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Lethbridge Herald Newspaper Archives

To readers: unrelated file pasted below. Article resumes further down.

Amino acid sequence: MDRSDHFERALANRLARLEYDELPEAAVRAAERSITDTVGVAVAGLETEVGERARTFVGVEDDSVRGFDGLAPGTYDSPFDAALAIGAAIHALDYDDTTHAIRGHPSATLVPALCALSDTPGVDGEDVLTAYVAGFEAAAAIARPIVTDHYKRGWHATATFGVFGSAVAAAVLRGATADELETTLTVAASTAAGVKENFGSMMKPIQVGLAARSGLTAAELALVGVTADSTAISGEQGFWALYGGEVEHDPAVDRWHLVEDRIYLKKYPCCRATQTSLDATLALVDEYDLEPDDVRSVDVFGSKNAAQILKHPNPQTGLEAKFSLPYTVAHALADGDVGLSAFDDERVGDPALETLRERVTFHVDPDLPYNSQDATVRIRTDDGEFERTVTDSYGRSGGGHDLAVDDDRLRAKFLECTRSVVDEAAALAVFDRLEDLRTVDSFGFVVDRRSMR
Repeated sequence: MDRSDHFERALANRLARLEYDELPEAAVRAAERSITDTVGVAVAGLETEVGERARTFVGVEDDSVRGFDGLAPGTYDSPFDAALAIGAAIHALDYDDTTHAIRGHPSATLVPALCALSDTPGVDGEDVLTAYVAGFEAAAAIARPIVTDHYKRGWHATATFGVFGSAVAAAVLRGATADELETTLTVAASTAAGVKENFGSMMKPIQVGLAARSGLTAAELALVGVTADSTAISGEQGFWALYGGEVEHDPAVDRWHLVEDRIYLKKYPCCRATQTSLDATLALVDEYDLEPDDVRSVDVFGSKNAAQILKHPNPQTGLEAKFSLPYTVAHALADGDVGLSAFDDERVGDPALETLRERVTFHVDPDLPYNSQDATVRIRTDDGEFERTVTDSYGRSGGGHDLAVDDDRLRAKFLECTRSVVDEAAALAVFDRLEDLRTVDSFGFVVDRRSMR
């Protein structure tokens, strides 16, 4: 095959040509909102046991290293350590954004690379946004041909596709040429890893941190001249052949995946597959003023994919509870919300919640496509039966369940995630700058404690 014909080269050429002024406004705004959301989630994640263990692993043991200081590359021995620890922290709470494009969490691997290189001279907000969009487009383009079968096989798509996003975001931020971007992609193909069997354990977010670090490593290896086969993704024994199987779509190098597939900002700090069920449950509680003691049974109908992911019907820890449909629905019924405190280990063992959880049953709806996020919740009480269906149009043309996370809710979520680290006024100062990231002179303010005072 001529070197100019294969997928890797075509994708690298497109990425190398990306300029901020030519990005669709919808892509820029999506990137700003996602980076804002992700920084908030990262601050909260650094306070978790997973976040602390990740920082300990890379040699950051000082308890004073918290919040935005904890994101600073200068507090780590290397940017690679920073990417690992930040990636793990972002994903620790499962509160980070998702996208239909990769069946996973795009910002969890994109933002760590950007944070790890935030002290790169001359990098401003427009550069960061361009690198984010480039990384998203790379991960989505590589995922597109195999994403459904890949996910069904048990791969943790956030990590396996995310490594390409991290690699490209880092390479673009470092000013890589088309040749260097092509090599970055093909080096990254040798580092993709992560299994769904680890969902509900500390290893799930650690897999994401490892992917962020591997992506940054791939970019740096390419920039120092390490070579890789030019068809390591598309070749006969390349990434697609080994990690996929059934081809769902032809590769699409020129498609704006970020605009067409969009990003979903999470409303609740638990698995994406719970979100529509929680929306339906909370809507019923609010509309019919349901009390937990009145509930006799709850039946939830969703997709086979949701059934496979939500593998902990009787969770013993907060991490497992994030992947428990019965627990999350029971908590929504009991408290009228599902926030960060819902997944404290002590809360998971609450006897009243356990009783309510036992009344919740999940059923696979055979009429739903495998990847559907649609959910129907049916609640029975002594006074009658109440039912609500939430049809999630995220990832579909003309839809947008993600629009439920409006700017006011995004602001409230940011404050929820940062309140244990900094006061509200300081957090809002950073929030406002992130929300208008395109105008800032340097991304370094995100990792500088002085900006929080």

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Lethbridge Herald, The (Newspaper) - September 30, 1970, Lethbridge, Alberta 30 'HE LETHBRIDGE HERALD Wednoiday, September 30, 1970- Finance Committee Report To Be Tabled Next Week [ajor Revisions In Government's Proposal For Tax Reform Ky VICTOR MACKIE HiTiilil Ollawn Bureau OTTAWA Major revisions in the federal government's proposal for tax reform are in corporaled in the Commons fi ranee committee's report on tin- controversial White Papei tt> be tabled in the house when Ilio Commons resumes its fal fittings Oct. 5. Critical of many of the key suggestions contained in the While Paper for tax changes the Commons commitlce rec ommemls scrapping them and puts forward new proposals While (lie committee disagrees with the details of some of the reform measures it approves in general the objective of the government's tax reform pro- gram. The report of lire Senate com- mittee that hao been studying Hie White Paper is to be made public this week. It is expect cfl to be even more critical ol the government's proposals for changing the tax system. The result will he that when the government finally brings down its one big taxation bil incorporating the tax reform proposals next year, it will be much different than Finance Minister E. J. Benson's original White Paper introduced last fall. Some of the more con- tentious sections will be elim- inated, some altered. Among points emerging from the Commons committee's re- port: (1) Canadians, by submis- sions, have made it clear thai while they favor greater Ux cquily they don't want govern- ment policies to bring it about at the cost of economic depres- sion. The maintenance of an economic climate favorable to growth must be a corner-stone of the country's tax policy. (2) A capital gains tax is supported by the committee, however at a lower rate than proposed in the White Paper. (3) The tax load now car- ried by lower income Cana- dians should be reduced. It ac- cepts the White Paper sugges- tion that personal exemptions be raised to for an in- dividual and for married couples. (4) The committee has not gone along with the White Paper plan for a top tax rate of 50 per cent to apply to per- sonal incomes over It suggests the 50 per cent rate should not apply to taxable in- comes of less than and or It proposes a 60 per cent rate for incomes over that level. (5) The proposed capital gains tax on the sale of a pri- vate house is rejected. (6) The White Paper's plan to ban entertainment expenses as an allowable cost of busi- ness in computing taxable in- come is not accepted. It is ar- gued that expenses incurred legitimately in conducting busi- ness should be deductible. (7) Increased exemptions on estate taxes are suggested. The Commons committee sug- gests to tax until the level and no full tax rate be imposed until the cate- gory is reached. (8) The committee goes along with Ihe White Paper on one very contentious proposal dealing with small businesses. It upholds the suggestion for eliminating the ceiling lor lower tax rates for small business claiming incentives be given in other ways to assist those small businesses that really need help. Unemployment insur- ance payments should be tax exempt but strike pay should be subject to lax, the coilmit- tee found in its report. The commiltiie's findings are Garbagemen On Strike LONDON (AP) A strike by garbagemen, sewage- pumpers, street-sweepers and grave-diggers threatened public health in large parts of London today. Uncollected garbage piled up in 16 of the city's 32 boroughs and pumping station employees were reported on strike at 10 London sewage '.vorks. Union officials said the walk- out would spread outside the capital, involving large num- bers of Britain's munici- pal sanitation workers. Drivers of buses and not-lunch trucks at state schools joined the strike in London, forcing children at 330 schools lo carry sandwiches or go home for lunch. Food supplies were re- ported short at 770 other schools. The strike cut off school bus service fcr handicapped children. Ambulance drivers in some sections accepted only emergency cases. based on more than 500 writ- ten briefs and over loiters it received and considered at 139 coifmittee meclings. Sub- committees of the main com- mittee visited Western Canada and the Atlantic provinces. The committee favors the White Paper process for put- ting forward suggested lax changes. II concludes Hie slucly was well worth the lime and expense involved. The draft report of the com- mitlce which has been under- going study this month and is now being put into final form vvilh few changes, found that the White Paper recommenda- tions that would increase taxes were viewed with genuine con- cern by Canadians appearing before the commillee. Pro- posals lo offset or cut taxes with a few exceptions in- creased exemptions was were viewed with suspicion. The committee approved Ihe proposals for marital exemp- tions and charitable donations, including the suggestion that national nmateur alhlctic as- sociations be added to the el- igible list. The government proposal to raise personal tax exemptions mid maintain Ihe exemption for family allowance payments until the current review of Can- ada's social security and social development programs has been completed, was concur- red in by the committee. II also approved Ihe While Paper suggeslion for child care expenses being allowed as a deduction. Strong Opposition To Taxing Gains On Sale Of Residents Easing Up On Capital Gains Tax Necessary Incentive HERALD OTTAWA BUREAU OTTAWA A strong convic- tion exists in Canada that tax- ing capital gains less heavily lhan ordinary income is a ne- cessary incentive for invest- ment, savings and economic ihe Commons finance committee found after months of hearings on the White Paper for tax reform. W.ith Ihis in mind Ihe com- mittee in i t s report prepared for presentation to the house of Commons next week, proposes several major changes in the White Paper provisions for the taxation of capital gains. Of interest to the average Canadian is the committee's conclusion that the idea of lax- ing capital gain, realized on the sale of the family home, be re- jected. The draft report finds a gen- eral and strong opposition to the suggestion of taxing gains on the sale of residences. This is not confined to Canada, it said. It pointed out that in Britain the profit on sale of an only or main residence, is not sub- ject to capital gains tax. The committee after examining va- rious alternatives suggests that a gain or loss on the sale of principle residence, along with the land surrounding it up lo one acre, not be taken into account for tax purposes. The committee also proposes that personal property be tax exempt except where the item cost more than The White Paper had suggested a 5500 exemption level. The committee report recom- mended that only one-half the capital gains in the sale of shares of both closely and widely held corporations be :axed, and one-half the losses be deductible. The White Pa- jer suggested that gains be [ully taxed and losses fully deductible for closely held cor- porations. For widely held cor- jorations it proposed one half .he gains would be taxable and one half the losses deductible. The committee recommend- ed that the five-year revalua- ;ion of widely held" corporation shares be dropped. It proposed as an alternative lo the five rear recommendation in. the rVhite Paper that there be a deemed realization of capital gains at death in respect of shares of widely held corpora- tions. To avoid double taxation, that is capital gains lax and estate tax exemptions be in- creased. It suggested that no estate of value less than 00 bear tax and that rate brackets be expanded and the maximum rate nol ciil in until value of about is reached. i The committee is also op- to the plan for applying deemed realization to a laxV payer leaving the country. Un- ler the White Paper it would lave treated him as though he lad sold all his assets at fair market value on the day he eft. The committee suggested hat treaty arrangements should be reached belween the countries to consider citizen- ship as the basis for taxation as an adjunct to the residence rule. The While Paper would cal- culate capital gains and losses in the value of the assets at a given day to be known as val- uation day or The committee suggested that the of an asset on V-Day hould be the higher of cost or market where a gain is in- 'Olved and the lower of the wo figures where a loss had aken place. This would be to he benefit of the taxpayer. The committee suggested hat profits from investments ther than shares should be ully laxed and losses fully [eductible. However, it dees not accept the suggestion that 1 the original cost exceeded he value of V-Day, such cost "d be recovered without be- ing treated as income. All as- sets should be treated alike the committee said. Small businesses should be assisted under the country's tax setup the committee con- cluded. At present companies pay corporate income tax at a rale of 21 per cent on the first of income and 50 psr cent on the rest. The White Paper would wipe out the low- er rate. This came in for lot of criticism before the commil- lee. the committee is inclined to go along with the idea of abolishing the lower rate. It found that the weak- ness in the low rate was that it was available to small busi- nesses whether or not the tax saved is used in the business. It recognized the importance of helping small business find capital bill pointed out there was no check on whether the tax saved under the lower rate was used for this purpose. The committee recommend- ed that relief be provided for companies with a taxable in- come up to After that the amount of aid available could be phased out until it dis- appeared when the company earned a taxable income of However, Ihe commit- tee in its draft report had no suggestion as to what form the relief might take. However, it recommended that widely held corporations, their subsidies and foreign controlled compa- nies be excluded from any benefits. On resource industries the committee suggested that ex- penditures on new mine should be deductible from the profits of either. The new or the old mine, not only the new mine. The fasl write-off privilege should be extended to all capi- bringing the mine into produc- tal expendilures involved in lion. For professionals the White Paper wants them to change from a cash to an accrual form of accounting as a basis for paying their taxes. Law- yers and doctors would have to count their accounts receiv- able, inventories and work in progress as income at tax time. The commitlce suggested a compromise that the accrual basis be used for accounts re- ceivable but not for inventory or work in progress, sources said. ANNUAL THROUGH MI3 Truck located at the rear of our store in the alley at 319 7th Street S. ALL MERCHANDISE ON OUR DISPLAY FLOOR GRAIN TAKEN IN TRADE 200 ITEMS TO CHOOSE FROM Brothers Killed In Collision MOOSE JAW (CP) Ray- mond Gamble, 28, and Bud Wayne Gamble, 32, brothers rom Moose Jaw, were killed Tuesday when the car they were in was in collision with truck in the city. George Dale Gamble, 26, a hird brother, was in serious condition in hospital. I I I I I I I 25-INCH DELUXE COLOR TV Walnut Grain Cabinet Automatic Fins Tuning Front Speaker Transistor Signal Syitem Patented Automatic Chroma Control t Danish Styling Automatic Degauiing Control Contro Regular TRUCKLOAD SPECIAL 5-YEAR WARRANTY PLAN ON COLOR PICTURE TUBES PHILCO PHILCO 12-INCH PORTABLE 17-INCH PORTABLE 19-INCH PORTABLE APPLIANCE TV CENTRE 319 7th Street South Phone 328-1673 Bill BAKER ;